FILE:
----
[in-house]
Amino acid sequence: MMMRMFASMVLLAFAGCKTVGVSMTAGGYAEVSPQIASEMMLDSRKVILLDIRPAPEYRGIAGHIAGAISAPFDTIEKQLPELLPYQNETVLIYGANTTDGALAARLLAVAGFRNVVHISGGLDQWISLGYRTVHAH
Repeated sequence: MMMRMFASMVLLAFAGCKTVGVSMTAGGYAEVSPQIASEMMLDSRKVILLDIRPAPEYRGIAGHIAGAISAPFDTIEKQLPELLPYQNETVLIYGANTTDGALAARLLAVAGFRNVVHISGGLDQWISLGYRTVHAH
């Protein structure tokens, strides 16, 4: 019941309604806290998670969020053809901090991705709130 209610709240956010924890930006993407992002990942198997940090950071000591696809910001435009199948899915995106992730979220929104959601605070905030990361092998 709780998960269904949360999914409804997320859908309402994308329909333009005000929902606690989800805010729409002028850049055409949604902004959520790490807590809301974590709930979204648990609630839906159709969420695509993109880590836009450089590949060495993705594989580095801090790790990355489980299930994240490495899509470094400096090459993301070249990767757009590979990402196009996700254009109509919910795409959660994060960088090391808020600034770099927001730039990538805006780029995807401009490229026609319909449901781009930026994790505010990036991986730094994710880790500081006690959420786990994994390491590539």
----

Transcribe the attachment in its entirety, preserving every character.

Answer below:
[in-house]
Amino acid sequence: MMMRMFASMVLLAFAGCKTVGVSMTAGGYAEVSPQIASEMMLDSRKVILLDIRPAPEYRGIAGHIAGAISAPFDTIEKQLPELLPYQNETVLIYGANTTDGALAARLLAVAGFRNVVHISGGLDQWISLGYRTVHAH
Repeated sequence: MMMRMFASMVLLAFAGCKTVGVSMTAGGYAEVSPQIASEMMLDSRKVILLDIRPAPEYRGIAGHIAGAISAPFDTIEKQLPELLPYQNETVLIYGANTTDGALAARLLAVAGFRNVVHISGGLDQWISLGYRTVHAH
């Protein structure tokens, strides 16, 4: 019941309604806290998670969020053809901090991705709130 209610709240956010924890930006993407992002990942198997940090950071000591696809910001435009199948899915995106992730979220929104959601605070905030990361092998 709780998960269904949360999914409804997320859908309402994308329909333009005000929902606690989800805010729409002028850049055409949604902004959520790490807590809301974590709930979204648990609630839906159709969420695509993109880590836009450089590949060495993705594989580095801090790790990355489980299930994240490495899509470094400096090459993301070249990767757009590979990402196009996700254009109509919910795409959660994060960088090391808020600034770099927001730039990538805006780029995807401009490229026609319909449901781009930026994790505010990036991986730094994710880790500081006690959420786990994994390491590539």